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  • Treasurer’s plan for city eco-rentals boom
  • Concerns grow about Ukraine nuclear plant amid evacuations
  • This morning’s headlines at a glance
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Treasurer’s plan for city eco-rentals boom

Returning to news in Australia, where housing projects will gain new incentives to install clean energy in a federal budget move to help cut greenhouse gas emissions and build more homes.

The “green housing” plan will change tax rules to give developers a better financial return if they build homes that reduce the use of fossil fuels and contribute to a broader national target of net zero emissions by 2050.

The government’s “green housing” plan will provide incentives for developers to build clean energy homes.Credit: Bloomberg

Treasurer Jim Chalmers revealed the measure as part of the looming budget plan for housing in an interview that emphasised the goal of building more rental properties and cutting commute times.

The full story on this is here. 

Concerns grow about Ukraine nuclear plant amid evacuations

Anxiety about the safety of Europe’s largest nuclear power plant grew Sunday after the Moscow-installed governor of the Ukrainian region where it is located ordered civilian evacuations, including from the city where most plant workers live.

International Atomic Energy Agency Director General Rafael Grossi has spent months trying to persuade Russian and Ukrainian officials to establish a security zone around the Zaporizhzhia Nuclear Power Plant to prevent the war from causing a radiation leak.

The evacuations ordered by the Russia-backed governor of Ukraine’s Zaporizhzhia province, Yegeny Balitsky, raised fears that fighting in the area would intensify. Balitsky on Friday ordered civilians to leave 18 Russian-occupied communities, including Enerhodar, home to most of the plant staff.

Following a Russian attack, first responders remove rubble at a residential building in Uman, central Ukraine in April. Credit: AP

More than 1,500 people had been evacuated from two unspecified cities in the region as of Sunday, Balitsky said. The Ukrainian General Staff confirmed the evacuation of Enerhodar was underway.

Moscow’s troops seized the plant soon after invading Ukraine last year, but Ukrainian employees have continued to run it during the occupation, at times under extreme duress.

Ukraine has regularly fired at the Russian side of the lines, while Russia has repeatedly shelled Ukrainian-held communities across the Dnieper River. The fighting intensified as Ukraine prepares to launch a long-promised counteroffensive to reclaim ground taken by Russia.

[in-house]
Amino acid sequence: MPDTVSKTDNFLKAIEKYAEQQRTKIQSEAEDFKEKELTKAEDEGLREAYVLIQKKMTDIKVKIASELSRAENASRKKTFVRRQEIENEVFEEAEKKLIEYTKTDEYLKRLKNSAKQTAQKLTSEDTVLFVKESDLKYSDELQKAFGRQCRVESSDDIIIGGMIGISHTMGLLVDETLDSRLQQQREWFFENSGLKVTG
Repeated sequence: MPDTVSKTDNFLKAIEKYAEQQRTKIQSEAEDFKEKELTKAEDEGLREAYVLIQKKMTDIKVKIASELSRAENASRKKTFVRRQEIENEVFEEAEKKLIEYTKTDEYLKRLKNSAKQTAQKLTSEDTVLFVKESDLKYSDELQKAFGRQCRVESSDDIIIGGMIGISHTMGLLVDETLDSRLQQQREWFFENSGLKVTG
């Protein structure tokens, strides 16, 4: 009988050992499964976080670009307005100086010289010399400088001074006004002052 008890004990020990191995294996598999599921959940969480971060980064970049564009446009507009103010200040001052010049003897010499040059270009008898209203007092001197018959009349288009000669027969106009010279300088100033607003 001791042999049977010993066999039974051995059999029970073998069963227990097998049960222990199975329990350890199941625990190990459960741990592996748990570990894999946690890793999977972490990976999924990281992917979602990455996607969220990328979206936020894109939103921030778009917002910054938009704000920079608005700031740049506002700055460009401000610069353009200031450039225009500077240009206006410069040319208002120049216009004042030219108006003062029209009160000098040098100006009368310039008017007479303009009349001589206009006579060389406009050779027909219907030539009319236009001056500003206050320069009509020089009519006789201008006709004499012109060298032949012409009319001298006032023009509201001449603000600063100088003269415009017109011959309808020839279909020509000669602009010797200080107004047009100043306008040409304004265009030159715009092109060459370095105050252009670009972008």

Ukrainian authorities on Sunday said that a 72-year-old woman was killed, and three others were wounded when Russian forces fired shells at the city of Nikopol, about 10 kilometers across the river from the plant.

Grossi said the evacuation of civilians suggested a further escalation.

“The general situation in the area near the Zaporizhzhia Nuclear Power Plant is becoming increasingly unpredictable and potentially dangerous,” Grossi warned Saturday.

“We must act now to prevent the threat of a severe nuclear accident and its associated consequences for the population and the environment. This major nuclear facility must be protected,” he said.


This morning’s headlines at a glance

Good morning, and thanks for your company today.

It’s Monday, May 8. I’m Caroline Schelle, and I’ll be anchoring our live coverage for the first half of the day.

Here’s what you need to know before we get started:

  • There will be $14.5 billion in federal help including energy subsidies and healthcare as part of the budget to be delivered tomorrow.
  • In other budget news, housing projects will get new incentives to install clean energy to cut greenhouse gases, Treasurer Jim Chalmers will be quizzed about his other budget plans on ABC Radio this morning.
  • Former federal Liberal front bencher Stuart Robert faces questions on his conduct as he plans to quit parliament.
  • Australian journalist Cheng Li has spent 1000 days inside a Chinese jail, cut off from her two young children.
  • In NSW, the state Nationals MP at the centre of a brawl over a parliamentary job has broken his silence to accuse the party’s leader of being dishonest about his opposition to the lucrative promotion.
  • Meanwhile, Liberal MPs in Victoria want an end to the saga involving controversial MP Moira Deeming.
  • Turning overseas, King Charles III was crowned at a ceremony in London, and the heir to the throne Prince William, and the Princess of Wales surprised people who gathered outside Windsor Castle.
  • In the latest on the war in Ukraine, concerns are growing about a nuclear power station with civilian evacuations ordered.
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